How to Sterilize Petri Dishes

By Travis Wampler

Petri dishes are a common item found in both professional and educational science labs. Unfortunately, budget restrictions force companies and educational establishments, such as high school and college biology labs, to reuse the Petri dishes. The disadvantage of reusing Petri dishes is the increased ability to contaminate your current experiment's culture with remnants from the previous experiment. However, there are various sterilization methods available depending on if your Petri dishes are glass of plastic.



Sterilizing Glass Petri Dishes

Turn on and preheat the electric hot-air sterilizing oven to 160 degrees C.

Using a soft, non-abrasive cloth, antibacterial dish soap and warm water, gently clean and rinse the Petri dishes. The Petri dishes should be free of all debris.

Dry the Petri dishes with a soft, non-abrasive dry cloth. Set aside.

Place the Petri dishes in the sterilizing oven, face up. Set the timer for two hours.

After two hours, turn the oven off and allow the oven to cool prior to removing the glass Petri dishes.

Remove the Petri dishes from the oven using sterile lab tongs. Do not allow your fingers or any unsterile material to touch the sterilized Petri dishes.

Store the sterilized Petri dishes in a sterile area until next use.

Sterilizing Plastic Petri Dishes

Mix 1/2 cup of Clorox (any 10 percent bleach solution will work) with 4 1/2 cups of warm tap water. You can mix more or less of the sterilization solution by remembering it one part bleach to nine parts water. Set the mixture aside.

Using a soft, non-abrasive cloth, antibacterial dish soap and warm water, gently clean and rinse the plastic Petri dishes. The Petri dishes should be free of all debris, including any soap residue.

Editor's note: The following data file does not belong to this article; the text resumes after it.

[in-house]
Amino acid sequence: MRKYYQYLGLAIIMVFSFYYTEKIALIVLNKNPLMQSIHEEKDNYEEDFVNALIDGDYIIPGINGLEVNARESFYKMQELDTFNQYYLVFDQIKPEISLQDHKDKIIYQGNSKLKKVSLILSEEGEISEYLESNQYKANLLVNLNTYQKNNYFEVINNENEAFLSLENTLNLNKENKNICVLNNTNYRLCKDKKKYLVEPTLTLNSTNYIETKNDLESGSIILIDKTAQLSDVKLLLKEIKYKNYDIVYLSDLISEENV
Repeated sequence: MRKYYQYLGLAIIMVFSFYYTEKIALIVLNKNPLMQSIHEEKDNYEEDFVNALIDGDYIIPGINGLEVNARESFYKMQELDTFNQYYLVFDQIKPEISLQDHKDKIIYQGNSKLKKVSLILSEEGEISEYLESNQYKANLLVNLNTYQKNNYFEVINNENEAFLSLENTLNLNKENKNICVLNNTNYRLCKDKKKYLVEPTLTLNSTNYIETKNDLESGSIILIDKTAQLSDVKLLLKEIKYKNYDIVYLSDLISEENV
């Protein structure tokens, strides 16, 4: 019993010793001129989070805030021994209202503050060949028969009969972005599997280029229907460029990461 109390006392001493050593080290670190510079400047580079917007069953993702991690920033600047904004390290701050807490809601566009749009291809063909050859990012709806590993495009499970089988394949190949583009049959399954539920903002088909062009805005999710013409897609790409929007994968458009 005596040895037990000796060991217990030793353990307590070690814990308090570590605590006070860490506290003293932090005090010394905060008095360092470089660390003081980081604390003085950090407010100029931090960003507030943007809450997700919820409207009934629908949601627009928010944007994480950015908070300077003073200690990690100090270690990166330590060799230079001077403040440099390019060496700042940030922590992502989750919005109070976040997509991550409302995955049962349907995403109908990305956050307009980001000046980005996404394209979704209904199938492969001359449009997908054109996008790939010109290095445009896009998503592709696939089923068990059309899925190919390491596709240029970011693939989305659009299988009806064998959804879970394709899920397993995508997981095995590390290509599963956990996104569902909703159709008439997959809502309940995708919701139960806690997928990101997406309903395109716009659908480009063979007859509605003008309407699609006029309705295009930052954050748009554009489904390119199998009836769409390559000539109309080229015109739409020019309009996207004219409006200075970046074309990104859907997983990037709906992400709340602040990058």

Place the Petri dishes into the sterile bleach solution, one at a time, for approximately two minutes each.

Using sterile lab tongs, remove the Petri dish from the solution. Allow it to air drip for a few seconds; place it in a bowl of rubbing alcohol.

Immediately remove the Petri dish from the rubbing alcohol with another pair of sterile lab tongs and place it on a sanitary surface to air dry.

Store the sterilized Petri dishes in a sterile area until next use.

Tip

If you are sterilizing in your home, you can use your convection oven and a cookie sheet to sanitize the Petri dishes, instead of an electric hot-air oven.

Sterilizing glass Petri dishes depends on the temperature of the oven. It is recommended to place the oven at 160 degrees C for one to two hours, or 180 degrees C for 20 minutes.

Warning

If your experiment requires a 100 percent pure culture and you’re using plastic Petri dishes, then its best use new dishes sterilized from the manufacturer.

Do not reuse plastic Petri dishes if your experiment involves the use of live pathogens. The risk of cross-contamination is too great.

About the Author

Travis Wampler began his writing career along America's forgotten highway, Route 66. His research received awards from the Association of American Geographers. Wampler has written comprehensive plans and grants for city planning departments and agencies. He holds a Bachelor of Science in geography from Southwest Missouri State University and a master's degree in information systems from the University of Phoenix.